How Art Made the World

How Art Made the World
Genre Documentary
Presented by Nigel Spivey
Country of origin United Kingdom
Original language(s) English
No. of series 1
No. of episodes 5
Executive producer(s) Kim Thomas
Producer(s) Mark Hedgecoe
Running time 60 minutes
Distributor BBC
Original network BBC One
Original release 26 June (2005-06-26) – 24 July 2005 (2005-07-24)

How Art Made The World is a 2005 five-part BBC One documentary series, with each episode looking at the influence of art on the current day situation of our society.[1][2]

The essential premise of the show, according to Nigel Spivey, is that of all the defining characteristics of humanity as a species, none is more basic than the inclination to make art. Great apes will smear paint on canvas if they are given brushes and shown how, but they do not instinctively produce art any more than parrots produce conversation. We humans are alone in developing the capacity for symbolic imagery.[3]


Images dominate our lives. They tell us how to behave, even how to feel. They mould and define us. But why do these images, the pictures, symbols and the art we see around us every day, have such a powerful hold on us? The answer lies not here in our time but thousands of years ago. Because when our ancient ancestors first created the images that made sense of their world, they produced a visual legacy which has helped to shape our own.
In this series we'll be travelling around the globe, discovering the world's most stunning treasures. We'll see how the struggles of early artists led to the triumphs of the world's great civilisations. Our journey will take us through a hundred thousand years of history. We'll be witnessing some of the extraordinary ceremonies of the world's oldest artistic cultures. And we'll reveal how they unlock the deepest secrets of ancient art, We'll be hearing from the people who made these discoveries. And we'll be using science to uncover how thousands of years ago the human mind drove us to create astonishing images, You'll never look at our world the same way again, for this is the epic story of how we humans made art and how art made us human.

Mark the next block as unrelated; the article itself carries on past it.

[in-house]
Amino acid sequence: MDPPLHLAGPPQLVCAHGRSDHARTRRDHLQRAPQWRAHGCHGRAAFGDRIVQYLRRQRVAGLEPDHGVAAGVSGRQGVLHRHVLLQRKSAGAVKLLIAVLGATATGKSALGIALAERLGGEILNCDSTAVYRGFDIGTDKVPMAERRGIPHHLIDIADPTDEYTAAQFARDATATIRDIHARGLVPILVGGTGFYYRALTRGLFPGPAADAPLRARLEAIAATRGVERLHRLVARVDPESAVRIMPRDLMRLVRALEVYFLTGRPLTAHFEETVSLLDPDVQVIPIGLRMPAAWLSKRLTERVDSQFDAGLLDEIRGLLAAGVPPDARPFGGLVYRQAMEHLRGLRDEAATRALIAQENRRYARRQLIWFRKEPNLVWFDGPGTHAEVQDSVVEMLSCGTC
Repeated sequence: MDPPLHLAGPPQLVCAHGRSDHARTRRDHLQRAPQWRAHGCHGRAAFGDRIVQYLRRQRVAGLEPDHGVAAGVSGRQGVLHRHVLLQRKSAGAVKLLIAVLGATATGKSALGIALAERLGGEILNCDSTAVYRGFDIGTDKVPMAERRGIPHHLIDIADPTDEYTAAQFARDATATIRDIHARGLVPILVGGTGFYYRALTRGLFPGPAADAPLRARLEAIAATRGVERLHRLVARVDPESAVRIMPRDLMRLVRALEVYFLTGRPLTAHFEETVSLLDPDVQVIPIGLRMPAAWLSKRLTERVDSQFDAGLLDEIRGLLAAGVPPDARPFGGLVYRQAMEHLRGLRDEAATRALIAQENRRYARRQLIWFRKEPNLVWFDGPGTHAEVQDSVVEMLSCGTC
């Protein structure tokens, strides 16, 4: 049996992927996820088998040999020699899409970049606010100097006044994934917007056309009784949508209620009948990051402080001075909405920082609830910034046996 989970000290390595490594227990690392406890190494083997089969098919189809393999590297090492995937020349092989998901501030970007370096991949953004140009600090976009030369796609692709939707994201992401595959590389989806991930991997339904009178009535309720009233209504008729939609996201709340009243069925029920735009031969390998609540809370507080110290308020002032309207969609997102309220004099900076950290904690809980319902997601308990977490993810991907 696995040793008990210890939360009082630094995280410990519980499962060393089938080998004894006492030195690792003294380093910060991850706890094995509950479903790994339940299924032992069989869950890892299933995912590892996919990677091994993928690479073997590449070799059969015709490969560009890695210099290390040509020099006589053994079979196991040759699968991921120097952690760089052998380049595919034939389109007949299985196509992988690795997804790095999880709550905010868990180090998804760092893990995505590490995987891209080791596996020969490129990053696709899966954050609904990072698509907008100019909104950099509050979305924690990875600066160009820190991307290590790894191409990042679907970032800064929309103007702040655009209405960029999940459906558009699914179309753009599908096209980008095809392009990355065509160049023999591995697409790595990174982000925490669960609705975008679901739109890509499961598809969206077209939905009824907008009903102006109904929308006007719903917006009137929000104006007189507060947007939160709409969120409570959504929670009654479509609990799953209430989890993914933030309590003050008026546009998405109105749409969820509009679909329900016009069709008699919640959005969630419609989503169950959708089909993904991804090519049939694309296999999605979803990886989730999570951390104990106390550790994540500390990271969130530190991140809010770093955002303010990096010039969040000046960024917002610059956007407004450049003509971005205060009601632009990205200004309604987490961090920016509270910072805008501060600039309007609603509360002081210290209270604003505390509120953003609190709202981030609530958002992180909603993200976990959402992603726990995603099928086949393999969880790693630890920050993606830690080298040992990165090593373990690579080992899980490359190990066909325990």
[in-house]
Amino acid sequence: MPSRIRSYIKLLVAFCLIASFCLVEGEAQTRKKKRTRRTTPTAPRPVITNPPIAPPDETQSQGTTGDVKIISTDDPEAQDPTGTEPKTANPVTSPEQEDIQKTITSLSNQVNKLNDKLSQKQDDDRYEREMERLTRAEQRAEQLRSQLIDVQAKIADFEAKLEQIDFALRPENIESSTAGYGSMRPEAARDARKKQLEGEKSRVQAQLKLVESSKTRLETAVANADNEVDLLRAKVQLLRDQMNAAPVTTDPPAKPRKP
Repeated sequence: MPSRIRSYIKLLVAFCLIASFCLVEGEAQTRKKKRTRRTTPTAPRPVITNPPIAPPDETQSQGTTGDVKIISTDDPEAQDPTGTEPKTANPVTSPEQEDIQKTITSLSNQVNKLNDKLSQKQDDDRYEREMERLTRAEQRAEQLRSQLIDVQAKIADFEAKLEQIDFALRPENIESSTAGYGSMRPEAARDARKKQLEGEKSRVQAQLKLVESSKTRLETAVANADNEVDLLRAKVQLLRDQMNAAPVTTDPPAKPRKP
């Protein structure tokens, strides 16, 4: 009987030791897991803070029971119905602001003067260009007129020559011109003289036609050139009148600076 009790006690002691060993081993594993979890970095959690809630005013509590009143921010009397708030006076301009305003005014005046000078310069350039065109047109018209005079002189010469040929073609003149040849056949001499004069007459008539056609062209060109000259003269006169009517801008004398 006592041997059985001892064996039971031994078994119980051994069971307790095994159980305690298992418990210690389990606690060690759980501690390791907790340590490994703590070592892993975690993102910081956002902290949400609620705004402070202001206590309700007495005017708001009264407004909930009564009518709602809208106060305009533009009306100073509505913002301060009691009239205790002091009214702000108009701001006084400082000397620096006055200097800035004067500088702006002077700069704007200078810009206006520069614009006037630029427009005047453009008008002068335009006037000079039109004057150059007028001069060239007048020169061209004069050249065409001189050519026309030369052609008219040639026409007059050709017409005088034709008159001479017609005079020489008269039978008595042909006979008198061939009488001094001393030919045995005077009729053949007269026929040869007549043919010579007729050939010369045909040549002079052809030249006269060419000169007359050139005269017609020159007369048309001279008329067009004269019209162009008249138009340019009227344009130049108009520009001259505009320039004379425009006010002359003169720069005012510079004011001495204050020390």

Nigel Spivey's opening narration

Episode one: More Human Than Human...

The first episode asks why humans surround themselves with images of the body that are so unrealistic.[4][5]

The fact is people rarely create images of the body that are realistic. What's going on? Why is our world so dominated by images of the body that are so unrealistic?
Nigel Spivey's opening narration

Dr. Spivey begins his investigation by travelling to Willendorf, where in 1908 three Austrian archaeologists discovered the Venus of Willendorf, an 11 cm (4.3 in) high statuette of a female figure, estimated to have been made between 24,000 and 22,000 BCE. Spivey travels to the Naturhistorisches Museum in Vienna to examine the Venus's grotesquely exaggerated breasts and abdomen, as well as its lack of arms and face, which shows the desire to exaggerate dates back to the very first images of the human body created by our ancestors. Spivey speculates that, The people who made this statue lived in a harsh ice-age environment where features of fatness and fertility would have been highly desirable, and several similar statuettes collectively referred to as Venus figurines show that this exaggerated body image continued for millennia.[6]